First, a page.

We drove with a purpose and arrived home at 4:30 the next morning, for a total time of 20 hours of driving. We were exhausted, especially my brother-in-law, who took the last leg, and my sister, who was his co-pilot and in charge of keeping him awake. At some point, they must have turned on the radio. I don’t know when, because I didn’t hear it until I was fully awake, but when we turned the last bend into my sister’s neighborhood, one last song began on the radio. It was one of my uncle’s favorites, and in that moment, with our journey complete, the song made so much sense: “It Ain’t Me Babe”

Because we were no longer searching for anyone or for anything. We had achieved it, and I think my uncle gave us a tip of his hat with that song, thanking us for making the quest, for honoring his life. That’s what family does, and what we will continue to do.

Rest in Peace, Uncle Mike.

Mike’s Eulogy:

You’re lucky if in your life you know a handful of great men. Mike Gaffney was one of those great men. He was kind and empathetic and compassionate, and always punctual. Which is so ironic, considering he’s late to his own funeral (indeed, his cremains have not arrived yet)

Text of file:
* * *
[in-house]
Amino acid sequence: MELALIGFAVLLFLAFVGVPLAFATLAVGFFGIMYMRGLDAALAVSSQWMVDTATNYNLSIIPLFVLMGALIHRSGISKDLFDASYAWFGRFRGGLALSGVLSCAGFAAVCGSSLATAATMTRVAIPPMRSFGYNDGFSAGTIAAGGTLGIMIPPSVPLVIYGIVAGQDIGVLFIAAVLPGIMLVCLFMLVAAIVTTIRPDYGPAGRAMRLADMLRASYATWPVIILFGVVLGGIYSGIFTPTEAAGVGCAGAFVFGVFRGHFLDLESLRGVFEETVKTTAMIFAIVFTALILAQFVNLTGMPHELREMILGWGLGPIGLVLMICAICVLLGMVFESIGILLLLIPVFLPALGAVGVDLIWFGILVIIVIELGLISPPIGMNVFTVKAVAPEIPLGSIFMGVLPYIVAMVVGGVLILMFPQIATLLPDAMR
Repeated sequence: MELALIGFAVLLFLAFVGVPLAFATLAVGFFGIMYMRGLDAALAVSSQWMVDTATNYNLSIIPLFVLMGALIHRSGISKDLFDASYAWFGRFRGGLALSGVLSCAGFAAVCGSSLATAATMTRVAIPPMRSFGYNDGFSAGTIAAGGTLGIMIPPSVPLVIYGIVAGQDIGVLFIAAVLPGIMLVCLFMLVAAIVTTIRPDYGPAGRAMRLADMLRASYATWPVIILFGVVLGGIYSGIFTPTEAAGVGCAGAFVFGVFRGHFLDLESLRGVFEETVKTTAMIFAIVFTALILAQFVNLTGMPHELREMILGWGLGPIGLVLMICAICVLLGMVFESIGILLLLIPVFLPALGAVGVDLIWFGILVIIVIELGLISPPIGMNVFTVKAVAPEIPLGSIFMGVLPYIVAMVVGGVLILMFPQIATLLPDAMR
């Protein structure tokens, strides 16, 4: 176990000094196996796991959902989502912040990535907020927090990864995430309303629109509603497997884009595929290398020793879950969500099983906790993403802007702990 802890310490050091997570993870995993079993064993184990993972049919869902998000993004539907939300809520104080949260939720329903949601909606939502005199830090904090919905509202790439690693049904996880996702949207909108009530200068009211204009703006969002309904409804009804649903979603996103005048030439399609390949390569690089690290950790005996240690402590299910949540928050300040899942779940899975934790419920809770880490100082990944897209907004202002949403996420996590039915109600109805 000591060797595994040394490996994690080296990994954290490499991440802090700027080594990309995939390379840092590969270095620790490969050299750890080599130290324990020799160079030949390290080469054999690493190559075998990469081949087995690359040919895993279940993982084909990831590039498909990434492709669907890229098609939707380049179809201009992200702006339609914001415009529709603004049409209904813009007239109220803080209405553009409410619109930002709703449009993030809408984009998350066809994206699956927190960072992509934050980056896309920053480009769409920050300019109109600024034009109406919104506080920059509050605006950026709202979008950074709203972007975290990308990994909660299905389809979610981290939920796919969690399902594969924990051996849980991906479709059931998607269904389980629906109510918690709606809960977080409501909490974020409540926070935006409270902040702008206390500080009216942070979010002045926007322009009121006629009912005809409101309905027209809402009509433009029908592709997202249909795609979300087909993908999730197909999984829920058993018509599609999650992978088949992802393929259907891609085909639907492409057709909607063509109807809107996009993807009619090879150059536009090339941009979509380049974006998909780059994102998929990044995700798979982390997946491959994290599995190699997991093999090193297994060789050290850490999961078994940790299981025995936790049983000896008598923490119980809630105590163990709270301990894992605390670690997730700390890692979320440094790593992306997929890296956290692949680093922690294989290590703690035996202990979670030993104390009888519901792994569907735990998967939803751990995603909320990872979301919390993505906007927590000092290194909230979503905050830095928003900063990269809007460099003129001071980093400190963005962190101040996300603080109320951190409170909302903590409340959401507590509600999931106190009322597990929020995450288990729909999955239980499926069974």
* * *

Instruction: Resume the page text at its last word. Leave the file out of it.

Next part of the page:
Mike was a man comprised of grit and resilience. When he was 17, his father died, presenting a situation that often topples many. But you already know that’s not what happened. Thanks in large part to his mother, Gene, the support of his sisters, and later, his drinking buddy, who became his brother-in-law, my father, Tim, Mike forged on, and pursued academics to feed his brilliant mind. He found Psychology to be his calling. And wonderful for all of us, amid his academic pursuits, he also pursued Deb.

He created a wonderful life out here in Iowa, with Deb and the Rankin family, treating his patients, and then raising his children, Morgan and Troy, all while being “relentlessly accepting.” Because with grit comes a certain wisdom: regardless of how strong we are, we must also be malleable, so that we do not break. Mike had an ability to be humble, yet strong, kind, yet unrelenting. He was basically a superhero.

Because, with this beautiful life of his fully intact, he should have lost it after his biking accident, 15 years ago. And yet, he did not. Mike transformed himself all over again, relying on family and friends in ways he never wanted, but later came to appreciate in deep and meaningful ways.